HAFU: THE MIXED-RACE EXPERIENCE IN JAPAN
Directed by Megumi Nishikura, Lara Perez Takagi
Official Selection, 2013 Los Angeles Asian Pacific Film Festival
Do we need to be defined? HAFU seeks to answer this question, and many important ones like it, as it proudly displays the new wave of multi-cultural families living in Japan. As we learn, the term “hafu” – literally meaning “half” – has both positive and negative connotations, and in the film we see how mixed-race people living in Japan not only long to be acknowledged, but accepted and understood.
Directors Megumi Nishikura and Lara Perez Tagaki, hafus themselves, present five intimate stories featuring people whose ethnic and national identity are called into question every day of their lives. Whether it’s 28-year-old David, who’s lived in Japan nearly his entire life and is now looking to give back to his mother’s village in Ghana, or 9-year-old Alex, who leaves Japan to live with his mother’s family in Mexico after traumatically being bullied in school for being different. Or maybe you identify with Sophia, who’s lived in Australia her whole life, but comes to Japan to learn about a culture and language she barely knows. HAFU opens a dialogue about what it means to live in an increasingly global world and, inspired by David and the other hafu leaders in the film, is here to support the next generation. – James Paguyo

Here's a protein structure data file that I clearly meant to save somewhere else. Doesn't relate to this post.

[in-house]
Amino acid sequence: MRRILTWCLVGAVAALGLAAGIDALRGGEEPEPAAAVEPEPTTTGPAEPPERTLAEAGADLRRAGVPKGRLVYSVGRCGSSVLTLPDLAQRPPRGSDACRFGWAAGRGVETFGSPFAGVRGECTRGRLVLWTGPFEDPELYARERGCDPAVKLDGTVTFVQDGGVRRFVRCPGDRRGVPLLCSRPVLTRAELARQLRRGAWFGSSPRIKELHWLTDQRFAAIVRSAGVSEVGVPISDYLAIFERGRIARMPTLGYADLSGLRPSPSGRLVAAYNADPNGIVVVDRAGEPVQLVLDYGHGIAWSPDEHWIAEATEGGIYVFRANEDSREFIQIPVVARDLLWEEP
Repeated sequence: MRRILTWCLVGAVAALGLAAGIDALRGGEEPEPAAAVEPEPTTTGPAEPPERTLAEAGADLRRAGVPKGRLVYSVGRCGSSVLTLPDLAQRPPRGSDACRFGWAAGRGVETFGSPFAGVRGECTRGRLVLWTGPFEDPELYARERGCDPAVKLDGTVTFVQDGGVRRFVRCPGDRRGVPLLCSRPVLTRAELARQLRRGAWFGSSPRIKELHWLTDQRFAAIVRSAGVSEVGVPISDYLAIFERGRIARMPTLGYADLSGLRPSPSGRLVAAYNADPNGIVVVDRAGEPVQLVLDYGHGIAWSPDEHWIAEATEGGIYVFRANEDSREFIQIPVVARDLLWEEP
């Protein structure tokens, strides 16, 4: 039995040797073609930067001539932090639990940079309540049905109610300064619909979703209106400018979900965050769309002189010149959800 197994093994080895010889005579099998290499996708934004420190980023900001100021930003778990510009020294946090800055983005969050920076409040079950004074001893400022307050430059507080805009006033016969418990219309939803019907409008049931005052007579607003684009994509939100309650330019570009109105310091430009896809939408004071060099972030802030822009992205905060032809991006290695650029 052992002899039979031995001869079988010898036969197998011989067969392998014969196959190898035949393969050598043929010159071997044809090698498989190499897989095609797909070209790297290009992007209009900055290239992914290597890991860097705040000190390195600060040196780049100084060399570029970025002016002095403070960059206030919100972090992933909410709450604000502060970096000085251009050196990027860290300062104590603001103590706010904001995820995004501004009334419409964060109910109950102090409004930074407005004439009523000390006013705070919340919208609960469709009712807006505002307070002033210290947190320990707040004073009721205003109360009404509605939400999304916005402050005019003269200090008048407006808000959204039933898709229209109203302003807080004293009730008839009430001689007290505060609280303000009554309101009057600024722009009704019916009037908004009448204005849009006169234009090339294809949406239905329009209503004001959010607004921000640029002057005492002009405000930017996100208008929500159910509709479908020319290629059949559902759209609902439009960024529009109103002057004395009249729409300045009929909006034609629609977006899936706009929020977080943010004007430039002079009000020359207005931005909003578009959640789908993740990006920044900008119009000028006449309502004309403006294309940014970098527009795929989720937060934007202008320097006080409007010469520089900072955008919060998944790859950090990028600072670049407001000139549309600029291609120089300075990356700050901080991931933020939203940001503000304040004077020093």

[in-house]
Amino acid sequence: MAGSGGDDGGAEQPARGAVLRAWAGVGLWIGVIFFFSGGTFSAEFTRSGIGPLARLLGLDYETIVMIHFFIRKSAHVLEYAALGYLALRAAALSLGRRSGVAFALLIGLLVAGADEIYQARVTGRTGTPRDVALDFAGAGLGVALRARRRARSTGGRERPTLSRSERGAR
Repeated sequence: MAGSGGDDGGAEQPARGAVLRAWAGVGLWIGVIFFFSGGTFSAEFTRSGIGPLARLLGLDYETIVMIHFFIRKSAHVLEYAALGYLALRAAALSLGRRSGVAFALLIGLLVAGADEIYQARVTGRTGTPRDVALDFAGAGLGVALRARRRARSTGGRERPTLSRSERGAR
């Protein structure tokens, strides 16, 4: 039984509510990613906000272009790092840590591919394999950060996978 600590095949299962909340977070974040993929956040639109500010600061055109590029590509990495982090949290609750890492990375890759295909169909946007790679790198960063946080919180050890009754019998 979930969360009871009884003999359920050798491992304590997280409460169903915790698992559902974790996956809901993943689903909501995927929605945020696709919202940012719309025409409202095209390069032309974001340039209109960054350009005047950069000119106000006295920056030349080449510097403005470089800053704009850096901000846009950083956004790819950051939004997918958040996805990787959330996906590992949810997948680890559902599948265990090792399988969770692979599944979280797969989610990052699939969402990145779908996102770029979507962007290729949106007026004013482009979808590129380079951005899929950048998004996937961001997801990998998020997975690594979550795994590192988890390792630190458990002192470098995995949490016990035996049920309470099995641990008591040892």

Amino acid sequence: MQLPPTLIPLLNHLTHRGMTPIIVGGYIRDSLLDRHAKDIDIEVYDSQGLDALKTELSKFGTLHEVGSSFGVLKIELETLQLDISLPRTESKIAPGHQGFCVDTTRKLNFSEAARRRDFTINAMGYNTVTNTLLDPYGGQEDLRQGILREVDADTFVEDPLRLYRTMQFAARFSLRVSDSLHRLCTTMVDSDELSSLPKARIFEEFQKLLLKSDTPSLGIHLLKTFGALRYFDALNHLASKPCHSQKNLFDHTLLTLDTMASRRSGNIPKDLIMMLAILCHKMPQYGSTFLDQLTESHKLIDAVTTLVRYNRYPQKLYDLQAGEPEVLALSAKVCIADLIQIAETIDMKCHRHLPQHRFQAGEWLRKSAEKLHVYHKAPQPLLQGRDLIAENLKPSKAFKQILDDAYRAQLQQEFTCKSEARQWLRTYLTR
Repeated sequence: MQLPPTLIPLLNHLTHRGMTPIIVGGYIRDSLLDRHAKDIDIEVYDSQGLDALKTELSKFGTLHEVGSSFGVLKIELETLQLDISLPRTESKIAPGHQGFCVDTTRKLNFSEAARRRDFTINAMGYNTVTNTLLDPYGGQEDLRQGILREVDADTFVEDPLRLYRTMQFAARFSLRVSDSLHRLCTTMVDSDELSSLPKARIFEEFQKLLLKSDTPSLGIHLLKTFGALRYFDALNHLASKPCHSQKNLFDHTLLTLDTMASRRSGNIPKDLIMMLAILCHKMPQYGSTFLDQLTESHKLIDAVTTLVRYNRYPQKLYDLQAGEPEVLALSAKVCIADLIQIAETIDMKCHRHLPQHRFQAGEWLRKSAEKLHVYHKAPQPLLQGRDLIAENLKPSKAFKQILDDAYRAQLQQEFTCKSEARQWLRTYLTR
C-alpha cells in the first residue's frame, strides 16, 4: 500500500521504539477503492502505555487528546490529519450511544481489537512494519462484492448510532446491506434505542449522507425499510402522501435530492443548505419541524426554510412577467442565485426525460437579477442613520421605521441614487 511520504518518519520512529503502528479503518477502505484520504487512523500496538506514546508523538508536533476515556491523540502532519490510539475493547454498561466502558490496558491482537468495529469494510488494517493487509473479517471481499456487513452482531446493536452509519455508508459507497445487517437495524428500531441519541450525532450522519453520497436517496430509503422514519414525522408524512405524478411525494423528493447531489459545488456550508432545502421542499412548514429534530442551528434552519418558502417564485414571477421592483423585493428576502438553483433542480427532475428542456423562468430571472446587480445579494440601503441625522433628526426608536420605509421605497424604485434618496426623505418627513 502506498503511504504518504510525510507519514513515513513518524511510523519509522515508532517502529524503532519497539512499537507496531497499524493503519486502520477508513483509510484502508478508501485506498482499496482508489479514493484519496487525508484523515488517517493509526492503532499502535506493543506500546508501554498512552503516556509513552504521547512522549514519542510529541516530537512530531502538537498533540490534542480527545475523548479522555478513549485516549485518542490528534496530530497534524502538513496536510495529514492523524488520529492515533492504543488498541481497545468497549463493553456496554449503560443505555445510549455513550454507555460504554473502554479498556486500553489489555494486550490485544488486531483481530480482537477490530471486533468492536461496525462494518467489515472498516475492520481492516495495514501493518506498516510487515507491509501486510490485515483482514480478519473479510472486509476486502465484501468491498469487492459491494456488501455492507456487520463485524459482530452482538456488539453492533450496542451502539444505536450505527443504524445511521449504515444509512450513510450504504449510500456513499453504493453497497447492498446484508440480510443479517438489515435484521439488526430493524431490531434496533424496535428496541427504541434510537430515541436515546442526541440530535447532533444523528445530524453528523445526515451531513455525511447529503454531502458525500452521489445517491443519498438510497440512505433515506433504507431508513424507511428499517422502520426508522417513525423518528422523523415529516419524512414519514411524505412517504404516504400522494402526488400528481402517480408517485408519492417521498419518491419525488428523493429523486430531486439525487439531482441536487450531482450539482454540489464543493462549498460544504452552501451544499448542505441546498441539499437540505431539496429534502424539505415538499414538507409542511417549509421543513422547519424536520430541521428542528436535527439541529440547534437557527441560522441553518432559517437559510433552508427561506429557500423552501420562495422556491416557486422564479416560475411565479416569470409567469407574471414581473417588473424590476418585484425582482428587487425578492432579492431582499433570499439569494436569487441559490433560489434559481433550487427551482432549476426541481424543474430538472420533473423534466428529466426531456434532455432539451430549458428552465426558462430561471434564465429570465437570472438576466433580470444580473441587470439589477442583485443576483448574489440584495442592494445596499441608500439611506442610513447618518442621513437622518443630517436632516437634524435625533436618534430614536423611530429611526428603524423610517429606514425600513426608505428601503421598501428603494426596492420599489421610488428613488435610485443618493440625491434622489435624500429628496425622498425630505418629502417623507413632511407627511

Sarah Tadayon, David Frazier / Taiwan / 2012 / 13 minsA Chinese-Iranian American actress finds reoccurring work on Taiwanese television, but can’t escape exotic typecasting and the scrutiny of an industry with stringent ideals of beauty.
Precedes: HAFU: THE MIXED-RACE EXPERIENCE IN JAPAN